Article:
Photography by Nathan Dainty
For about a decade, I have been obsessed with Glastonbury. I’ve watched nearly every major set on YouTube over the years, always squealing with delight each time the festival is randomly broadcasted on TV. Reason being, Glastonbury is the holy grail of music festivals – I’ve always dreamed of attending, hoping that one day I too could join the masses at Worthy Farm. Hell, I wrote a shitty song back in high school from my suburban Bay Area bedroom titled, unsurprisingly, “I Wish I Was at Glastonbury”.
So, I nearly broke down the moment I first saw the festival grounds, and I could see the top of the Pyramid Stage, the same spot where Radiohead played the majority of OK Computer in the pouring rain in 1997, where Elbow’s Guy Garvey joined Arctic Monkeys for an orchestral version of “Mardy Bum” in 2013, where David Bowie performed to 100,000 in 2000, and where Pulp famously filled in for The Stone Roses in 1995, just a month after “Common People” was released. It’s perhaps the most historic stage in the world and, suddenly, it was right in front of me. It was all so absurd, so incredibly surreal.
With all of this in mind, I had the highest expectations for Glastonbury imaginable and yet, somehow, it managed to exceed those by a mile. There’s really something special about Worthy Farm; the scale alone is mind blowing. The place makes Coachella look like a small concert venue; it literally extends out to the horizon in three directions. It’s also intricately decorated – each bar has its own quirks, each path leads to somewhere completely unique.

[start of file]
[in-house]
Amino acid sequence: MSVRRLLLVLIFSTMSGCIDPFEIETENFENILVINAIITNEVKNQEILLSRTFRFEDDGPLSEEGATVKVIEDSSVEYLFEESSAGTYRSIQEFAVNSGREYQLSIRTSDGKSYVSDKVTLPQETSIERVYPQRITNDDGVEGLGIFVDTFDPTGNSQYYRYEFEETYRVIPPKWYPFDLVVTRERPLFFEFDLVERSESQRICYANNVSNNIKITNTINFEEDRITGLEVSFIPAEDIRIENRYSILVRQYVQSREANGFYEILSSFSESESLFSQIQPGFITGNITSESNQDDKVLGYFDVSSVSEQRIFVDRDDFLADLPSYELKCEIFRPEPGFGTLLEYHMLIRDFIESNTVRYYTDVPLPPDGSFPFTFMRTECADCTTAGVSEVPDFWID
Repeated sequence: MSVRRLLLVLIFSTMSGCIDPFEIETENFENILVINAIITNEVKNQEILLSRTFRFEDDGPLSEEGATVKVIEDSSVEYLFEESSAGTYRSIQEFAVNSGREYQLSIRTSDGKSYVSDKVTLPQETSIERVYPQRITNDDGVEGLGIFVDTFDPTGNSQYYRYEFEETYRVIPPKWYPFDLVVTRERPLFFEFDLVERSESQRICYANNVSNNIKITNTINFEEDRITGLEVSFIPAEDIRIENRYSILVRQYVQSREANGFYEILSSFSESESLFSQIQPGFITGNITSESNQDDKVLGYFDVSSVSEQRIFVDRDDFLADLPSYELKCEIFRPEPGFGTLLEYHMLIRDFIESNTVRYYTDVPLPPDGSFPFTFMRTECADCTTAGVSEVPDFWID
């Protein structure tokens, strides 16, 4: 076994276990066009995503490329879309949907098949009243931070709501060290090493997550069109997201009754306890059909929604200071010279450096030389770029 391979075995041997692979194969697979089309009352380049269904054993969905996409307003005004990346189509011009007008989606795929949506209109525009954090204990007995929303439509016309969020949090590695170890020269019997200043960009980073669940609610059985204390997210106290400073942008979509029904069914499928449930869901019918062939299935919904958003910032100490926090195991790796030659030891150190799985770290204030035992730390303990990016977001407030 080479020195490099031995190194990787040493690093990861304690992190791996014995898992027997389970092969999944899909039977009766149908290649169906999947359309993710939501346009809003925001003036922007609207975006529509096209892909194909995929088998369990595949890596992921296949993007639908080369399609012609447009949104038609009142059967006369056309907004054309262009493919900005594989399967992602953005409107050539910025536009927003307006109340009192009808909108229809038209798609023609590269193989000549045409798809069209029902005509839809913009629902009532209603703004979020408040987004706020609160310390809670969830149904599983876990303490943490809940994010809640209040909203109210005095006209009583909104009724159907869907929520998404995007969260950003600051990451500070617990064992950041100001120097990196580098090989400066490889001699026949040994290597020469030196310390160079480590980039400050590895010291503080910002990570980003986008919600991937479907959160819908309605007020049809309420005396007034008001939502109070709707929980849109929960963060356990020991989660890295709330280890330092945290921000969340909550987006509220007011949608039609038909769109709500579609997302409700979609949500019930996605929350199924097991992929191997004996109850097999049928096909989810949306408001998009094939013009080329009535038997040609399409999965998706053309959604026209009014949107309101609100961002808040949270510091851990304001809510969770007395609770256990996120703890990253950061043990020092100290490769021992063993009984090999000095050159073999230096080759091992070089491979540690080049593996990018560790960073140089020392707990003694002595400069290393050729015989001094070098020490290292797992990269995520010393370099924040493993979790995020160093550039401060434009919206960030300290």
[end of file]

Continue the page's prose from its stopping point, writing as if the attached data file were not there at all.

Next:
For god’s sake, there’s even a secret underground piano bar – and I literally mean underground – that’s nearly impossible to find and no, I couldn’t locate it after trying my absolute hardest. And with no VIP areas, you end up interacting with the biggest celebrities imaginable. Over a two-night period, I was at the same bar as Noel Gallagher, Leonardo DiCaprio, David Beckham, and Jarvis Cocker without even knowing it (though I did stand a few feet away from former British politician and social media sensation Ed Balls, who is 1000% worth the Google search).
Again, Glastonbury is a festival like none other and even after trying my hardest to see as much of it as possible, I only slightly grazed the surface. It’s impossible to catch every secret set – the festival is famous for not announcing a few key performances, letting attendees piece together who is actually playing. Celebrities show up unannounced for late-night and early-morning DJ sets, creating a mysterious environment, where you just never know what you’ll find at any given corner.
From bands both big and small to legacy acts like Barry Gibb and Kris Kristofferson, everyone was excited to be there and that unbridled joy was contagious. In crowds at times over 100,000 strong, it was impossible not to be moved by the sheer catharsis that came from a mass sing-along, be it a simple “whoaaaa” or the widespread “ohhh Jer-e-my Corbyn” chant to the tune of “Seven Nation Army”. Sadly, those feelings won’t return for another two years — when the festival resurfaces in Pilton come Summer 2019 — but we’ll at least have these memories to revisit.
Alas, check out my favorite ones ahead…